I wanted to acknowledge the good news recently received about Standard & Poor’s upgrading the College of DuPage bond rating from “AA” to “AA+” and affirmed its rating outlook of “stable” on the College’s outstanding general obligation bonds. It is a notable achievement in an era, particularly in Illinois, where few institutions of higher learning can only dream of having even one A letter beside their name.
While an argument might be sustained that the visitation of probation that prompted the down-grading really had nothing to do with the actual financial health of COD, it is gratifying nonetheless to see its return up the ladder. Though I am moved to point out that what provoked the ire of the HLC in those days did not include non-compliant syllabi. On the latter, I think you will hear at some point this evening some encouraging news re the audit.
But I will stick to a financial theme as I note item 8 in tonight’s agenda, APPROVAL: Tuition and Fees Effective Fall 2018 Term.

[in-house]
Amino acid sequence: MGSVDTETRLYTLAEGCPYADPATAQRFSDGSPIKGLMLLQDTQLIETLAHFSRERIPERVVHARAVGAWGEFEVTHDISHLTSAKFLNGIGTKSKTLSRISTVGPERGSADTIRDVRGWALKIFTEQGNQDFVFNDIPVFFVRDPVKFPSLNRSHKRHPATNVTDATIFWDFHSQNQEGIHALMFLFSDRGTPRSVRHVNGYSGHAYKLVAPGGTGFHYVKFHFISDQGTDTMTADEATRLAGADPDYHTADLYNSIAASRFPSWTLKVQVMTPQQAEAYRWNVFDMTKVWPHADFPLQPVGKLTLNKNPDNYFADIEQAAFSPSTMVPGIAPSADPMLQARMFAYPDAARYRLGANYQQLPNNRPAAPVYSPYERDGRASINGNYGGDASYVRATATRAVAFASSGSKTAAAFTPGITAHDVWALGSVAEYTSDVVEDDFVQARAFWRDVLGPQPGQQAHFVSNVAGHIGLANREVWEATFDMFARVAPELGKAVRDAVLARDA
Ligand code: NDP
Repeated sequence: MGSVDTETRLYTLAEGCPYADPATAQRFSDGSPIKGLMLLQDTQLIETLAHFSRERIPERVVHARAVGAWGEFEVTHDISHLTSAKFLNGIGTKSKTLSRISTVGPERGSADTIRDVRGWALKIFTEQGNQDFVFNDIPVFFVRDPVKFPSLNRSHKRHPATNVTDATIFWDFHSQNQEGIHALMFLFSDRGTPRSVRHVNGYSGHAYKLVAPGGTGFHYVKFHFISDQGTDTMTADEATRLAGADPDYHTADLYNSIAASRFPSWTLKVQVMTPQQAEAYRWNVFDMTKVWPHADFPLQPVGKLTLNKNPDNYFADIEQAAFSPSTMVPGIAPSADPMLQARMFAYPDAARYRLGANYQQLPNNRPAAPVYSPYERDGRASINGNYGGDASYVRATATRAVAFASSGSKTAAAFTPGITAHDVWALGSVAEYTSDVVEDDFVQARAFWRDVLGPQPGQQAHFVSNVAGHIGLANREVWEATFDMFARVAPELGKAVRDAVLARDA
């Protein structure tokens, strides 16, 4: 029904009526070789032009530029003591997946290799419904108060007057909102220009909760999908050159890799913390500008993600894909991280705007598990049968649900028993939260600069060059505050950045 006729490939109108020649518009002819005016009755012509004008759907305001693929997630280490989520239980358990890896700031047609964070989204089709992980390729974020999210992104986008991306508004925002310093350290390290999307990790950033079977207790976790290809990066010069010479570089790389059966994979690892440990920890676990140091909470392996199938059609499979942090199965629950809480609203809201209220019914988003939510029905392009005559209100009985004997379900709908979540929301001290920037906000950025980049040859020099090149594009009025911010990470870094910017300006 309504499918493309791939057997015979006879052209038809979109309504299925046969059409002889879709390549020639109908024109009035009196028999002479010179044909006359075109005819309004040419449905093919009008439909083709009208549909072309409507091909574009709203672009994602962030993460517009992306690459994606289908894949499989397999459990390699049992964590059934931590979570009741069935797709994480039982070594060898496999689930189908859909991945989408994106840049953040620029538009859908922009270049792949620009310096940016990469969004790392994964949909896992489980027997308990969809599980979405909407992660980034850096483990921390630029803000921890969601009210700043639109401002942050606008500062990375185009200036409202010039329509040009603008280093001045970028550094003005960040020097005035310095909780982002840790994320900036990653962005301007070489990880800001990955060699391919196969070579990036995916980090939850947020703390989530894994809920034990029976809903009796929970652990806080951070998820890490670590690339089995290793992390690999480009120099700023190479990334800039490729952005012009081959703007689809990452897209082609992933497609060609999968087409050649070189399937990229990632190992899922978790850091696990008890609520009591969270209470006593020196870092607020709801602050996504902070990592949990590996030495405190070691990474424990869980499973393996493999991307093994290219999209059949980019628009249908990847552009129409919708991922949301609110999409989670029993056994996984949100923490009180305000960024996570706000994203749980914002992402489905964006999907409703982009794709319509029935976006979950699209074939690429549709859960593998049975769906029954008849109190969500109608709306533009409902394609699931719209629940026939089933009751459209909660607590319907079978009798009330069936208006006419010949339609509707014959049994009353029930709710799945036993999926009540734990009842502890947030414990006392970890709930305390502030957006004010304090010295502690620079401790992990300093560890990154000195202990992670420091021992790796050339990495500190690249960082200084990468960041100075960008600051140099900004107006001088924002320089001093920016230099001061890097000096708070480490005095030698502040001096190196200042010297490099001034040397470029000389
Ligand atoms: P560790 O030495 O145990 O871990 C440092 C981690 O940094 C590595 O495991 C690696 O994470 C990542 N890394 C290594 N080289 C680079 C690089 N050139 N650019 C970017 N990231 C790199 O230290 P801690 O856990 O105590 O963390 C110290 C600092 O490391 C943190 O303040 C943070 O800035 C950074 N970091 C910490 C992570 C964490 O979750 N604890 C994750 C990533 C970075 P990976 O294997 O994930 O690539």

As the information supplied in the packet demonstrates, COD has had an exemplary record in its tuition rate since 2015 (how many colleges can boast of a negative increase in these challenging times?). During this era, COD moved from the top of the table to below midpoint. However, at some point, as the cost curve inches inexorably up, increasing revenue becomes inevitable. The modest $1 seems entirely reasonable.
What makes this proposed increase more palatable is the evolution of the board’s attitude towards the reserve fund. No longer is it referred to as the “rainy day” fund for rains that will never come (at least in recent memory), and no longer is it treated as something sacrosanct. We note a logical rationalization of the allocations and a willingness to put part of it to productive use.
I would only advocate that, as the plan to generate revenues evolves, the burden fall not only on the fee payers but equally on the community that benefits from our services and even beyond in any creative ways possible.